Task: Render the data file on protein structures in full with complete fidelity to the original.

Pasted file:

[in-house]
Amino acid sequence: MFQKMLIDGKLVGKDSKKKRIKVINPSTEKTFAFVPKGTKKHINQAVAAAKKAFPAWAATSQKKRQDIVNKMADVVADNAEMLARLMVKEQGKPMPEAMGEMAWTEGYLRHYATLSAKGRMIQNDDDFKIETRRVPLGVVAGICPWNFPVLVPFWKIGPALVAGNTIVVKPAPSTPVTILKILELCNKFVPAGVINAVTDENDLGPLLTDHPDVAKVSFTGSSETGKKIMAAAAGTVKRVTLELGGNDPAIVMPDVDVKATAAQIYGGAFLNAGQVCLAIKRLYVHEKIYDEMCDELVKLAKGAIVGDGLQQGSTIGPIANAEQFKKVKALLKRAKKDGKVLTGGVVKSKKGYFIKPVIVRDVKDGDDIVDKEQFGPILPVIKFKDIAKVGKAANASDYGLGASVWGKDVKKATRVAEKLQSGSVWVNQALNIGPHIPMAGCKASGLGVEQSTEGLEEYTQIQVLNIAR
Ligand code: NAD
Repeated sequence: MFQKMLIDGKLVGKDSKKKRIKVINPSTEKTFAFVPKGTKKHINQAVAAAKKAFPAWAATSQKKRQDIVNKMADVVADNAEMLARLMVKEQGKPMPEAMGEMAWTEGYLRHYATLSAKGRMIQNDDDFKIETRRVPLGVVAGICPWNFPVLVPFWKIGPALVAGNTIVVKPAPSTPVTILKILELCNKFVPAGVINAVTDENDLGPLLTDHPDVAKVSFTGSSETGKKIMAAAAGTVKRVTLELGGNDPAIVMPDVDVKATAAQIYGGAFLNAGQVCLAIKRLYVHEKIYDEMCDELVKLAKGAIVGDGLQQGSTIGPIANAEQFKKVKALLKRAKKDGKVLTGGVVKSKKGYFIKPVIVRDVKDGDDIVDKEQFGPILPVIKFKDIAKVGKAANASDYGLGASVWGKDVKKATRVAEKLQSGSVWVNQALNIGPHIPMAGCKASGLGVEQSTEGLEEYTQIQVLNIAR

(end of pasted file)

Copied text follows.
[in-house]
Amino acid sequence: MFQKMLIDGKLVGKDSKKKRIKVINPSTEKTFAFVPKGTKKHINQAVAAAKKAFPAWAATSQKKRQDIVNKMADVVADNAEMLARLMVKEQGKPMPEAMGEMAWTEGYLRHYATLSAKGRMIQNDDDFKIETRRVPLGVVAGICPWNFPVLVPFWKIGPALVAGNTIVVKPAPSTPVTILKILELCNKFVPAGVINAVTDENDLGPLLTDHPDVAKVSFTGSSETGKKIMAAAAGTVKRVTLELGGNDPAIVMPDVDVKATAAQIYGGAFLNAGQVCLAIKRLYVHEKIYDEMCDELVKLAKGAIVGDGLQQGSTIGPIANAEQFKKVKALLKRAKKDGKVLTGGVVKSKKGYFIKPVIVRDVKDGDDIVDKEQFGPILPVIKFKDIAKVGKAANASDYGLGASVWGKDVKKATRVAEKLQSGSVWVNQALNIGPHIPMAGCKASGLGVEQSTEGLEEYTQIQVLNIAR
Ligand code: NAD
Repeated sequence: MFQKMLIDGKLVGKDSKKKRIKVINPSTEKTFAFVPKGTKKHINQAVAAAKKAFPAWAATSQKKRQDIVNKMADVVADNAEMLARLMVKEQGKPMPEAMGEMAWTEGYLRHYATLSAKGRMIQNDDDFKIETRRVPLGVVAGICPWNFPVLVPFWKIGPALVAGNTIVVKPAPSTPVTILKILELCNKFVPAGVINAVTDENDLGPLLTDHPDVAKVSFTGSSETGKKIMAAAAGTVKRVTLELGGNDPAIVMPDVDVKATAAQIYGGAFLNAGQVCLAIKRLYVHEKIYDEMCDELVKLAKGAIVGDGLQQGSTIGPIANAEQFKKVKALLKRAKKDGKVLTGGVVKSKKGYFIKPVIVRDVKDGDDIVDKEQFGPILPVIKFKDIAKVGKAANASDYGLGASVWGKDVKKATRVAEKLQSGSVWVNQALNIGPHIPMAGCKASGLGVEQSTEGLEEYTQIQVLNIAR